Understanding Data

Safe and Supportive Schools


Photo courtesy of Rhode Island Department of Education (RIDE),
The Learning Community.


All students need to feel wanted, safe, and nourished to achieve to their highest capability. They can not learn if they're absent, suspended, or upset about something. Learning in school is disrupted when their families change their residences and ceases when students drop out. So schools and the public need to know how the kids are feeling about school itself and about certain aspects of their life outside of school. Teacher advisers or mentors need to stay in touch with kids' lives and feelings at least on a weekly basis, if not daily.


Researchers have been adamant for over 40 years that all children need to be known well by at least one adult in their school building.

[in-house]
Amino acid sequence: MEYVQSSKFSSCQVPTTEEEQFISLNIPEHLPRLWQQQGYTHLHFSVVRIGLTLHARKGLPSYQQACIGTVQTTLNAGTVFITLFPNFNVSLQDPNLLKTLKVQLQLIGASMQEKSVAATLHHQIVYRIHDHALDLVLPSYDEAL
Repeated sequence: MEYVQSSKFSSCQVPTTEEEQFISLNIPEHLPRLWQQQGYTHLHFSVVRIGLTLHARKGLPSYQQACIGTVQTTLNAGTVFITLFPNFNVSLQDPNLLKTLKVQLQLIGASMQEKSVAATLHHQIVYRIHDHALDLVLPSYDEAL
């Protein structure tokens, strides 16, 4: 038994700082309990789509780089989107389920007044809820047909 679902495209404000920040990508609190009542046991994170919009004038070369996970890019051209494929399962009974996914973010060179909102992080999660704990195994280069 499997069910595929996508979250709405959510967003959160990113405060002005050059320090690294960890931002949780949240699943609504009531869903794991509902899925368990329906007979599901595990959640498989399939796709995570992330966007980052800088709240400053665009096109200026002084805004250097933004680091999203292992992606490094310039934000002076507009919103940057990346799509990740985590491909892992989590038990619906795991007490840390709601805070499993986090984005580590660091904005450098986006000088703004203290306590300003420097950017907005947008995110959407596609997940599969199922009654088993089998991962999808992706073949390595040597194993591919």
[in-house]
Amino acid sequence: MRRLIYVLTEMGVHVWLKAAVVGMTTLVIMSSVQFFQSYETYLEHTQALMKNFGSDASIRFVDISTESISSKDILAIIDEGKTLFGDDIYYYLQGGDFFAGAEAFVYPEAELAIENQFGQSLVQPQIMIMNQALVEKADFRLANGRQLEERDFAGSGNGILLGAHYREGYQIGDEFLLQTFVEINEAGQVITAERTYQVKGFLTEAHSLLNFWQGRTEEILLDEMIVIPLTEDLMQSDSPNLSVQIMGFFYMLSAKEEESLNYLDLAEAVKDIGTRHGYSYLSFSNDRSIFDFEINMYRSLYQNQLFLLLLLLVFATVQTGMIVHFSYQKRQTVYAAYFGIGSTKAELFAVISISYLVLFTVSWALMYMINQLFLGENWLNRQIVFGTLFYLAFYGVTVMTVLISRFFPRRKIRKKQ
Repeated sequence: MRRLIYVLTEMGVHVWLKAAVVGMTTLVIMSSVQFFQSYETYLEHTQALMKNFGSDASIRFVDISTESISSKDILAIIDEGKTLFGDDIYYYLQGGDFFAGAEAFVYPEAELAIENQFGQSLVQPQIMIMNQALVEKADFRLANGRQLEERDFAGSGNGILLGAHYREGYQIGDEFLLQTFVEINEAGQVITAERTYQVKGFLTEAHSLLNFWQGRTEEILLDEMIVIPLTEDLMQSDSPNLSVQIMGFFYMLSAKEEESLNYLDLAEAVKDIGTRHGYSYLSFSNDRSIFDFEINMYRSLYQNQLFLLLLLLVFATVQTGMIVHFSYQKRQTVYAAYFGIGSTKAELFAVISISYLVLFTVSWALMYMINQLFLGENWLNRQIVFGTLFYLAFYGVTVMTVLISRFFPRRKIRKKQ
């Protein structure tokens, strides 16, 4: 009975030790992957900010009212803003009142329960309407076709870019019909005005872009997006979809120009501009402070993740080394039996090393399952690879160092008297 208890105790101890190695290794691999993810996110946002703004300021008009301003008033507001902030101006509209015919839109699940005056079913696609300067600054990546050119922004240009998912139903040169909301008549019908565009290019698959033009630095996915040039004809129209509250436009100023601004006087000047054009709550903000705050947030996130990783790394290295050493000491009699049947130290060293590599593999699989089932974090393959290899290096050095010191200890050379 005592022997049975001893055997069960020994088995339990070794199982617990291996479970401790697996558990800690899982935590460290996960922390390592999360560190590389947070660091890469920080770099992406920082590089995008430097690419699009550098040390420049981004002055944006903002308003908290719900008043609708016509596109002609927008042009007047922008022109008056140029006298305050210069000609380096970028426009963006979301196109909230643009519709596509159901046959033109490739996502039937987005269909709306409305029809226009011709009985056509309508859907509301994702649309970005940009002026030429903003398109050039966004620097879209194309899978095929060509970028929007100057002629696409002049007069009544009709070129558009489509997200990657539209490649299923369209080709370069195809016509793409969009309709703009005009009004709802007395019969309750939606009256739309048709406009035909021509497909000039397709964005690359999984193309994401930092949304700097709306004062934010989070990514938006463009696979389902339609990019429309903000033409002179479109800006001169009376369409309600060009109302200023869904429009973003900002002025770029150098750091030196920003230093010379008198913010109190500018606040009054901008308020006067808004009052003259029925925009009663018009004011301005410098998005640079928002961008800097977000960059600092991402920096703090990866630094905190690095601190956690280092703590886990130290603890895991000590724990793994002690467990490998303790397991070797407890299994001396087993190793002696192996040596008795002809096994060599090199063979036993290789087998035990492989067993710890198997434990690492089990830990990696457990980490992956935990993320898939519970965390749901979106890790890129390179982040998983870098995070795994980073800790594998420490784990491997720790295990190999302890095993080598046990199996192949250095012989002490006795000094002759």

Rhode Island's regulations ask schools to organize themselves to make personal closeness possible, and calls the practice "personalization." Strategies for personalization — advisories, teaming, clusters and houses — succeed at solving potentially serious problems quickly, before they fester. Personalization helps students develop their own problem-solving skills. When teachers have time to get to know a dozen or so students, they provide coaching and modeling skills relevant to daily circumstances. Every school professional should be mentoring at least a few kids.

This simple closeness achieves a number of goals:

While there are a great many sites on the internet for information on this subject, we recommend the Collaborative for Academic, Social and Emotional Learning.

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